Hope you've recovered from the Brumbies choking during the big one.
I think one of the really interesting things about reportage on Fiji  has
been the lack of class in the pundits analysis. The way I read it is the
post independence constitution perpetuated and strengthened the racial fix
in Fijian politics. This fix pretty much guaranteed the ethnic Fijian
elite's hold on power. The labour party, always multiracial but with strong
Indian support, broke this fix when a substantial number of the urban
working class/poor ethnic Fijians began voting for it on essentially class
lines. This is obviously intolerable to the ethnic Fijian elite who have
been trying to recreate, with little success , the racial straight jacket
that under pins their power. I think their efforts are doomed long term as
modernisation will depopulate and educate the rural areas on which their
power is founded while at the same time creating a growing pool of
proletarianised urban ethnic Fijians who will vote increasingly on class
lines. If I where them I'd do a deal now as medium long term they could lose
big time due to anything  from the above to the Indians simple out numbering
them greatly and winning a show down to outside intervention from say India
(no more Uganda's) in a crisis in say ten years.
I know this isn't fashionable but I'd give 2 and 1/2 cheers for capitalist
pseudo democracy over traditional society any day.
> From: Rob Schaap <[EMAIL PROTECTED]>
> Date: Tue, 30 May 2000 04:00:22 +1000
> Subject: M-TH: Fiji
> Anyone got a detailed take on the removal at gunpoint of one of the few
> serious left-reformist political leaders left in the world?  I can't find a
> single interview with a Fijian without a gun or a uniform!  Rabuka started
> all this 13 years ago, and Oz was happy enough to go along then.  Now Fiji
> is reaping what we helped sow (East Timor ain't the only East Timor, alas).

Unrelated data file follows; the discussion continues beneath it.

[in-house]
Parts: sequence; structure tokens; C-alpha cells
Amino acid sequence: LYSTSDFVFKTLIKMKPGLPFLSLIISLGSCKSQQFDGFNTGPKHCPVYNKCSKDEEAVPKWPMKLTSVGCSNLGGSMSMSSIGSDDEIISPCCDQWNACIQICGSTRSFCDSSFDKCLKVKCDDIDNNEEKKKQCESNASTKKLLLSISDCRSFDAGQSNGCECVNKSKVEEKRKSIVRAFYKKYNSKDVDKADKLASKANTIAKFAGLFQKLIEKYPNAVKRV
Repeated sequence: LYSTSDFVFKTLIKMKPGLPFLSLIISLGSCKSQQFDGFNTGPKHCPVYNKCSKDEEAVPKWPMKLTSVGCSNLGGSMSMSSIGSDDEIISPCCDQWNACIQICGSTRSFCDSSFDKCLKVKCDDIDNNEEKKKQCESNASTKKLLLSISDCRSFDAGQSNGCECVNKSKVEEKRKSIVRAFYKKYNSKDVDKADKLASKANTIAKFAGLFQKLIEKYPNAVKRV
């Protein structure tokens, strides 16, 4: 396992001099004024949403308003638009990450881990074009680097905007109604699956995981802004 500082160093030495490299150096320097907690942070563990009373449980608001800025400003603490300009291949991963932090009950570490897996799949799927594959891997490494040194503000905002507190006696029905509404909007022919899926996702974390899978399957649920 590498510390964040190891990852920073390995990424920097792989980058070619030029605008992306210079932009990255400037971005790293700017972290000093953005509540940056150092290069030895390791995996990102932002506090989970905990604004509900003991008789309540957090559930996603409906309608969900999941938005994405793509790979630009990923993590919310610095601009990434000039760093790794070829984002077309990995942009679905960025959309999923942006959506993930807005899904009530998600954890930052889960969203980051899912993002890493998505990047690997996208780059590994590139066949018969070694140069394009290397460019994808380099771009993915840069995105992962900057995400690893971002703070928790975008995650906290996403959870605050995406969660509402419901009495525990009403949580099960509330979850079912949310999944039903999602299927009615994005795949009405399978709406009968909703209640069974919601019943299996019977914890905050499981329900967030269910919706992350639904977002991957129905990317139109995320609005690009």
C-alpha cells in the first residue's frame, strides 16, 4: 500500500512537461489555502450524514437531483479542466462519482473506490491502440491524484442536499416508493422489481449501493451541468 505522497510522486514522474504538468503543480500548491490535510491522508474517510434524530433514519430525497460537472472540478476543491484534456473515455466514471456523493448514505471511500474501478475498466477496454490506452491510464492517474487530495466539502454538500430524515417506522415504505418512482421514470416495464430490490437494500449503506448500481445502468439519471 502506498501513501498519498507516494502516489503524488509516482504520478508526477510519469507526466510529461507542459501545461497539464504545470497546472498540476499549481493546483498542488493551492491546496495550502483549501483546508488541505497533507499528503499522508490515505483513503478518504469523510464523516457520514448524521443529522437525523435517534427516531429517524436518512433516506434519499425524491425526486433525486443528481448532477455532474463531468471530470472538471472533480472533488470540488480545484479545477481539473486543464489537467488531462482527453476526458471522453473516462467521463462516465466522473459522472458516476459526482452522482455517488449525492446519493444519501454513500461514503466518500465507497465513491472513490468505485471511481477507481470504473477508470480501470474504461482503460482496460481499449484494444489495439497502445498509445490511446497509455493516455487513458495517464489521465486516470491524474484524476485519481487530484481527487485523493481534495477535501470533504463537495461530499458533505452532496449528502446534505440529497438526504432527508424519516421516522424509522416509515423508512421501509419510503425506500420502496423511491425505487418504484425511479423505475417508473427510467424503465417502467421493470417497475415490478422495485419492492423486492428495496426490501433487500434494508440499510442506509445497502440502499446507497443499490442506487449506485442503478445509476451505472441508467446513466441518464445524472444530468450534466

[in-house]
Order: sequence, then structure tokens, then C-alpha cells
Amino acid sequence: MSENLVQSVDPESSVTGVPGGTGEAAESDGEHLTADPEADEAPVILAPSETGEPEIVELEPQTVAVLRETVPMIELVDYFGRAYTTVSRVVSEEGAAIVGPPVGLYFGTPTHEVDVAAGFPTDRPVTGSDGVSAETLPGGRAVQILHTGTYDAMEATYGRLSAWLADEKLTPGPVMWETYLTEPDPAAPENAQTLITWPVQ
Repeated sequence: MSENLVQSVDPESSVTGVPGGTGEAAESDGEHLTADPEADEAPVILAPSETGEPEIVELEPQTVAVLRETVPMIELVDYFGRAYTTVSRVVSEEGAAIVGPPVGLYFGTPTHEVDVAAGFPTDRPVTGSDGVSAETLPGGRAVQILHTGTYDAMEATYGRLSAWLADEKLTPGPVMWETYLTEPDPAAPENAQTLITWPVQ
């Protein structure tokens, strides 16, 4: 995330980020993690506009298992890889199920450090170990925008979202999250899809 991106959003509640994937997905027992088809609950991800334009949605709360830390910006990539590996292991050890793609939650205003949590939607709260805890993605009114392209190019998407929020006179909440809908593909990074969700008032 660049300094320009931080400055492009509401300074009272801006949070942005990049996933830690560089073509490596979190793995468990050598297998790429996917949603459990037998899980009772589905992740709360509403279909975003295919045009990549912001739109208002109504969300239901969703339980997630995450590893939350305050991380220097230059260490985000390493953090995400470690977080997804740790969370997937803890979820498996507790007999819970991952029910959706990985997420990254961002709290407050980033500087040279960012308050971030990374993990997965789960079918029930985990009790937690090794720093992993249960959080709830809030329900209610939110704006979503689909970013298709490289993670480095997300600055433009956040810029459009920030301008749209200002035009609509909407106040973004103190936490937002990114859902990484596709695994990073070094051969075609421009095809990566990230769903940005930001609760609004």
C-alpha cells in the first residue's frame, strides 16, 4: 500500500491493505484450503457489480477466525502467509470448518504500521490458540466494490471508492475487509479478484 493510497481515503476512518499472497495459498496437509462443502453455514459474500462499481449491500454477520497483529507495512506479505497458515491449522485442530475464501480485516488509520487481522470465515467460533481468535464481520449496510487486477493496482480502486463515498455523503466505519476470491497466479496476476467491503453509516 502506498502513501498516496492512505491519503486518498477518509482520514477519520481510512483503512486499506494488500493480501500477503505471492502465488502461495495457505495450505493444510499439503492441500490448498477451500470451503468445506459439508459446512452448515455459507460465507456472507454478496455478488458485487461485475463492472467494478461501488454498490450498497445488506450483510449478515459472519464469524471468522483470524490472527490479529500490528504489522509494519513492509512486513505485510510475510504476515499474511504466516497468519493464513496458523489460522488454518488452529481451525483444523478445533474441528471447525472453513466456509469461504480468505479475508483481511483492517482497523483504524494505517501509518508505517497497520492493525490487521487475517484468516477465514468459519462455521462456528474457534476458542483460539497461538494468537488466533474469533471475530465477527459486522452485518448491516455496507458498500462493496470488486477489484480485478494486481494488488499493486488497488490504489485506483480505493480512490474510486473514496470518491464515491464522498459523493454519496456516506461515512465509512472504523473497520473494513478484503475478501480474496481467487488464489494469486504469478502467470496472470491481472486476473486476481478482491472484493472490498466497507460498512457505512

> I read Speight (as a boojie on the verge of doing time for fraud) as the the
> pointy end of an indignant Fijian bourgeoisie (whether he consciously plays
> this part, I don't know, but quite a few of the better-to-do Indians seem
> remarkably quiet as he hurls the country to the brink) and Kamisese Mara as
> the pointy end of the old wholly-indigenous aristocracy.  The fight is
> between them - a class struggle Britain had sorted by 1830.  And 90% of the
> population are, absolutely invisibly and eerily silently, the meat in this
> malignant sandwich.
> Anyway, now the army has claimed executive power (and they're no monolith on
> this either - but, anyway, Mara is formally suddenly himself bereft of power
> now) and Speight has responded by threatening to shoot Mara's daughter if
> the army goes for him.  It's civil war then, of course.  But I sense the
> military is closer to Speight than to anyone else on the balance of
> sentiment.
> And as Oz Foreign Minister Alexander Downer waxes indignant about the
> violent overthrow of an old-fashioned (ie pre-3rd way) social democrat (who
> enjoyed 62% of the vote at last count), he's off to talk turkey with his
> fellow democrats over in Rangoon ...
> Yours biliously,
> Rob.
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